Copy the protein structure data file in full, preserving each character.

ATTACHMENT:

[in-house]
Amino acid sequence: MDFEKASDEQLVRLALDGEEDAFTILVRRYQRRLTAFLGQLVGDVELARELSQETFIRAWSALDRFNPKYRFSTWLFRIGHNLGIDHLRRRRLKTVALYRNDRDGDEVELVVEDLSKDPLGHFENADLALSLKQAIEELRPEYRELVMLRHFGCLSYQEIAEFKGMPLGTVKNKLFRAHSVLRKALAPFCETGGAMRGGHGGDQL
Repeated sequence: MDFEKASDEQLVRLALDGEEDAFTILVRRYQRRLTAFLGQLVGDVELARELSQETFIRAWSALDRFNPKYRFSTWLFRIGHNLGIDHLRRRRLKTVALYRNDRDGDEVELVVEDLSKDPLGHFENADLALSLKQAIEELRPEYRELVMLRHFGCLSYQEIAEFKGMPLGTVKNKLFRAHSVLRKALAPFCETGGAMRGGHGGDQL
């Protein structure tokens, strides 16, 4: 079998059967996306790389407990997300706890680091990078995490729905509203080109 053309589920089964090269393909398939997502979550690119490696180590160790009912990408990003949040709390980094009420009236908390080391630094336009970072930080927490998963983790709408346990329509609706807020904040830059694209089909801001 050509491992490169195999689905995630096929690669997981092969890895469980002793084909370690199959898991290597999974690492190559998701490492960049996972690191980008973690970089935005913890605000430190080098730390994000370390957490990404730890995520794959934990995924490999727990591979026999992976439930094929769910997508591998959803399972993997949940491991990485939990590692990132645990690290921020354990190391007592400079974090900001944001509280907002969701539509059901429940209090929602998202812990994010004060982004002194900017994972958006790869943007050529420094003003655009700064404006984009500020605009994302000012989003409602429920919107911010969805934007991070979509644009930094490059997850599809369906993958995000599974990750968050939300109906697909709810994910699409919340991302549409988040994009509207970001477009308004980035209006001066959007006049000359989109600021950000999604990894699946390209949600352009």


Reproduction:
[in-house]
Amino acid sequence: MDFEKASDEQLVRLALDGEEDAFTILVRRYQRRLTAFLGQLVGDVELARELSQETFIRAWSALDRFNPKYRFSTWLFRIGHNLGIDHLRRRRLKTVALYRNDRDGDEVELVVEDLSKDPLGHFENADLALSLKQAIEELRPEYRELVMLRHFGCLSYQEIAEFKGMPLGTVKNKLFRAHSVLRKALAPFCETGGAMRGGHGGDQL
Repeated sequence: MDFEKASDEQLVRLALDGEEDAFTILVRRYQRRLTAFLGQLVGDVELARELSQETFIRAWSALDRFNPKYRFSTWLFRIGHNLGIDHLRRRRLKTVALYRNDRDGDEVELVVEDLSKDPLGHFENADLALSLKQAIEELRPEYRELVMLRHFGCLSYQEIAEFKGMPLGTVKNKLFRAHSVLRKALAPFCETGGAMRGGHGGDQL
């Protein structure tokens, strides 16, 4: 079998059967996306790389407990997300706890680091990078995490729905509203080109 053309589920089964090269393909398939997502979550690119490696180590160790009912990408990003949040709390980094009420009236908390080391630094336009970072930080927490998963983790709408346990329509609706807020904040830059694209089909801001 050509491992490169195999689905995630096929690669997981092969890895469980002793084909370690199959898991290597999974690492190559998701490492960049996972690191980008973690970089935005913890605000430190080098730390994000370390957490990404730890995520794959934990995924490999727990591979026999992976439930094929769910997508591998959803399972993997949940491991990485939990590692990132645990690290921020354990190391007592400079974090900001944001509280907002969701539509059901429940209090929602998202812990994010004060982004002194900017994972958006790869943007050529420094003003655009700064404006984009500020605009994302000012989003409602429920919107911010969805934007991070979509644009930094490059997850599809369906993958995000599974990750968050939300109906697909709810994910699409919340991302549409988040994009509207970001477009308004980035209006001066959007006049000359989109600021950000999604990894699946390209949600352009």